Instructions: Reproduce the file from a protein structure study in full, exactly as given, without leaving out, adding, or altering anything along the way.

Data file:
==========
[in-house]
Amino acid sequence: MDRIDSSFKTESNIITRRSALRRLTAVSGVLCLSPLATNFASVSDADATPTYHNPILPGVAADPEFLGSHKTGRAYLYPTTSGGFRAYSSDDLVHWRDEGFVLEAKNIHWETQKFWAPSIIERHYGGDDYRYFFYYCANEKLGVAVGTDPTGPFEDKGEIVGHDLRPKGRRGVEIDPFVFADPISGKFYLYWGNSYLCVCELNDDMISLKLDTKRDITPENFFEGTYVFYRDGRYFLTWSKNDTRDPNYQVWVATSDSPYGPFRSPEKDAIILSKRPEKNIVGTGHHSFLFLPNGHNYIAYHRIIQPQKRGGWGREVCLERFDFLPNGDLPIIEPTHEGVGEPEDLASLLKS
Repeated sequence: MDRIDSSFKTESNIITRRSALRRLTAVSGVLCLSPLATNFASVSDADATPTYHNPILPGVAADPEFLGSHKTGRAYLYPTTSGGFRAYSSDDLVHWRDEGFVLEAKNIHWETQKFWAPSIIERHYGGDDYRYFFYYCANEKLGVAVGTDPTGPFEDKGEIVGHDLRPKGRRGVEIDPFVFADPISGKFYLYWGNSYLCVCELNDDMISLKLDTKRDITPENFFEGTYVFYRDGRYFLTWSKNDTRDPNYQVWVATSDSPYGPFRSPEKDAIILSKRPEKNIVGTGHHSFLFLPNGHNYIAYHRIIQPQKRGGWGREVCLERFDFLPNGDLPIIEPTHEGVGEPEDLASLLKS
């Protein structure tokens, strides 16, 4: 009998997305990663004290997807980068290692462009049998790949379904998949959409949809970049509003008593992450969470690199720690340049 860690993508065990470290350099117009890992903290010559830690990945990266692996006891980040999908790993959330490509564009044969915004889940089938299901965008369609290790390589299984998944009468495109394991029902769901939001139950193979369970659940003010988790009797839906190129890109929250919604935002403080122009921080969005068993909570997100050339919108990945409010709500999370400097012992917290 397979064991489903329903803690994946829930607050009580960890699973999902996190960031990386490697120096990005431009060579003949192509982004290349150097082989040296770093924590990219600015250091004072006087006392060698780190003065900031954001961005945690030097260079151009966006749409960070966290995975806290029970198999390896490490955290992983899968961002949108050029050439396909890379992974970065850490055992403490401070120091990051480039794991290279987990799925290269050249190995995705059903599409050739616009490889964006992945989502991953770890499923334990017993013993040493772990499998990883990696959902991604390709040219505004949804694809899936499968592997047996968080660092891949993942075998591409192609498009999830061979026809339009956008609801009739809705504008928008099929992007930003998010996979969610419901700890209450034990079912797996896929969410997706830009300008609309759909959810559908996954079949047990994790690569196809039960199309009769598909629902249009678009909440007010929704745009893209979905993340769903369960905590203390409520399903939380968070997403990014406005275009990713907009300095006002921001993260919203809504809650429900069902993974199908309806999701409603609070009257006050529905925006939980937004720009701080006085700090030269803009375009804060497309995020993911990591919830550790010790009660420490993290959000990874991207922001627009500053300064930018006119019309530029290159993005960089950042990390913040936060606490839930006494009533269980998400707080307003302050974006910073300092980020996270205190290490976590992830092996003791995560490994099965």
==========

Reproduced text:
[in-house]
Amino acid sequence: MDRIDSSFKTESNIITRRSALRRLTAVSGVLCLSPLATNFASVSDADATPTYHNPILPGVAADPEFLGSHKTGRAYLYPTTSGGFRAYSSDDLVHWRDEGFVLEAKNIHWETQKFWAPSIIERHYGGDDYRYFFYYCANEKLGVAVGTDPTGPFEDKGEIVGHDLRPKGRRGVEIDPFVFADPISGKFYLYWGNSYLCVCELNDDMISLKLDTKRDITPENFFEGTYVFYRDGRYFLTWSKNDTRDPNYQVWVATSDSPYGPFRSPEKDAIILSKRPEKNIVGTGHHSFLFLPNGHNYIAYHRIIQPQKRGGWGREVCLERFDFLPNGDLPIIEPTHEGVGEPEDLASLLKS
Repeated sequence: MDRIDSSFKTESNIITRRSALRRLTAVSGVLCLSPLATNFASVSDADATPTYHNPILPGVAADPEFLGSHKTGRAYLYPTTSGGFRAYSSDDLVHWRDEGFVLEAKNIHWETQKFWAPSIIERHYGGDDYRYFFYYCANEKLGVAVGTDPTGPFEDKGEIVGHDLRPKGRRGVEIDPFVFADPISGKFYLYWGNSYLCVCELNDDMISLKLDTKRDITPENFFEGTYVFYRDGRYFLTWSKNDTRDPNYQVWVATSDSPYGPFRSPEKDAIILSKRPEKNIVGTGHHSFLFLPNGHNYIAYHRIIQPQKRGGWGREVCLERFDFLPNGDLPIIEPTHEGVGEPEDLASLLKS
């Protein structure tokens, strides 16, 4: 009998997305990663004290997807980068290692462009049998790949379904998949959409949809970049509003008593992450969470690199720690340049 860690993508065990470290350099117009890992903290010559830690990945990266692996006891980040999908790993959330490509564009044969915004889940089938299901965008369609290790390589299984998944009468495109394991029902769901939001139950193979369970659940003010988790009797839906190129890109929250919604935002403080122009921080969005068993909570997100050339919108990945409010709500999370400097012992917290 397979064991489903329903803690994946829930607050009580960890699973999902996190960031990386490697120096990005431009060579003949192509982004290349150097082989040296770093924590990219600015250091004072006087006392060698780190003065900031954001961005945690030097260079151009966006749409960070966290995975806290029970198999390896490490955290992983899968961002949108050029050439396909890379992974970065850490055992403490401070120091990051480039794991290279987990799925290269050249190995995705059903599409050739616009490889964006992945989502991953770890499923334990017993013993040493772990499998990883990696959902991604390709040219505004949804694809899936499968592997047996968080660092891949993942075998591409192609498009999830061979026809339009956008609801009739809705504008928008099929992007930003998010996979969610419901700890209450034990079912797996896929969410997706830009300008609309759909959810559908996954079949047990994790690569196809039960199309009769598909629902249009678009909440007010929704745009893209979905993340769903369960905590203390409520399903939380968070997403990014406005275009990713907009300095006002921001993260919203809504809650429900069902993974199908309806999701409603609070009257006050529905925006939980937004720009701080006085700090030269803009375009804060497309995020993911990591919830550790010790009660420490993290959000990874991207922001627009500053300064930018006119019309530029290159993005960089950042990390913040936060606490839930006494009533269980998400707080307003302050974006910073300092980020996270205190290490976590992830092996003791995560490994099965």